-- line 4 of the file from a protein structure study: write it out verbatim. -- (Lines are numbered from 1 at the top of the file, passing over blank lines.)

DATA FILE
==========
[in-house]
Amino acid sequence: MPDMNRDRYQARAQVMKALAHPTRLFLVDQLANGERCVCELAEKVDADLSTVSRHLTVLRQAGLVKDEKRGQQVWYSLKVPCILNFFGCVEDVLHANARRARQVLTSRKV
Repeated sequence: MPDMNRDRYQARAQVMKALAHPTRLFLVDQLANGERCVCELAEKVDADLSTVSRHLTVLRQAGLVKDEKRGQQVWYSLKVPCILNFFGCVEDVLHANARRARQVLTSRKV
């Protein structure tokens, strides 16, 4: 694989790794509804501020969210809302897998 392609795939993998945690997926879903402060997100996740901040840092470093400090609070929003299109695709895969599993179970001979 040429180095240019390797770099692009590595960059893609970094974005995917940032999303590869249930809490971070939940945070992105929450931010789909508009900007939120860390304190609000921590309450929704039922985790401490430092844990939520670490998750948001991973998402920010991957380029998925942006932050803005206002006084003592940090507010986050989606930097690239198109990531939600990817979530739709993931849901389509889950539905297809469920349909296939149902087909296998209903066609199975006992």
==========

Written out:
């Protein structure tokens, strides 16, 4: 694989790794509804501020969210809302897998 392609795939993998945690997926879903402060997100996740901040840092470093400090609070929003299109695709895969599993179970001979 040429180095240019390797770099692009590595960059893609970094974005995917940032999303590869249930809490971070939940945070992105929450931010789909508009900007939120860390304190609000921590309450929704039922985790401490430092844990939520670490998750948001991973998402920010991957380029998925942006932050803005206002006084003592940090507010986050989606930097690239198109990531939600990817979530739709993931849901389509889950539905297809469920349909296939149902087909296998209903066609199975006992």